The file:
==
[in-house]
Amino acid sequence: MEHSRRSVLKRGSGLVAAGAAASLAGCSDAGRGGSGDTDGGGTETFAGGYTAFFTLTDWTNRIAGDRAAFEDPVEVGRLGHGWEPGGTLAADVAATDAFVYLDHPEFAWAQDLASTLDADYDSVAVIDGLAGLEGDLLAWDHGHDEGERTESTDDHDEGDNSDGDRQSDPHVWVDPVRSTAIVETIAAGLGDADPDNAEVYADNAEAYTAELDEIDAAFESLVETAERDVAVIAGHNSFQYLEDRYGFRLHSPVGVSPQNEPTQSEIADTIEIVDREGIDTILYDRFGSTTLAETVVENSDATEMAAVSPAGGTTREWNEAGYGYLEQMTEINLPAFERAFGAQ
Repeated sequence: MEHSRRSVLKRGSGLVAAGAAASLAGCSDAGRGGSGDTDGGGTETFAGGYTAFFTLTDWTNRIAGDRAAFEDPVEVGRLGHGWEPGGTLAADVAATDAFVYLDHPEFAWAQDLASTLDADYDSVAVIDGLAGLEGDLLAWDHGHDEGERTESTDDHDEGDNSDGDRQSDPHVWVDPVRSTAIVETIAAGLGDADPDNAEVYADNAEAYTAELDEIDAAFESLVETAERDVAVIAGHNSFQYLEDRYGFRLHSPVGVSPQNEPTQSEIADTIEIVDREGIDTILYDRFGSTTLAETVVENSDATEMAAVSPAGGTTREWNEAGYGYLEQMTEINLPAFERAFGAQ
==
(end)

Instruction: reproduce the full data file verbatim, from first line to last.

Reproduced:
[in-house]
Amino acid sequence: MEHSRRSVLKRGSGLVAAGAAASLAGCSDAGRGGSGDTDGGGTETFAGGYTAFFTLTDWTNRIAGDRAAFEDPVEVGRLGHGWEPGGTLAADVAATDAFVYLDHPEFAWAQDLASTLDADYDSVAVIDGLAGLEGDLLAWDHGHDEGERTESTDDHDEGDNSDGDRQSDPHVWVDPVRSTAIVETIAAGLGDADPDNAEVYADNAEAYTAELDEIDAAFESLVETAERDVAVIAGHNSFQYLEDRYGFRLHSPVGVSPQNEPTQSEIADTIEIVDREGIDTILYDRFGSTTLAETVVENSDATEMAAVSPAGGTTREWNEAGYGYLEQMTEINLPAFERAFGAQ
Repeated sequence: MEHSRRSVLKRGSGLVAAGAAASLAGCSDAGRGGSGDTDGGGTETFAGGYTAFFTLTDWTNRIAGDRAAFEDPVEVGRLGHGWEPGGTLAADVAATDAFVYLDHPEFAWAQDLASTLDADYDSVAVIDGLAGLEGDLLAWDHGHDEGERTESTDDHDEGDNSDGDRQSDPHVWVDPVRSTAIVETIAAGLGDADPDNAEVYADNAEAYTAELDEIDAAFESLVETAERDVAVIAGHNSFQYLEDRYGFRLHSPVGVSPQNEPTQSEIADTIEIVDREGIDTILYDRFGSTTLAETVVENSDATEMAAVSPAGGTTREWNEAGYGYLEQMTEINLPAFERAFGAQ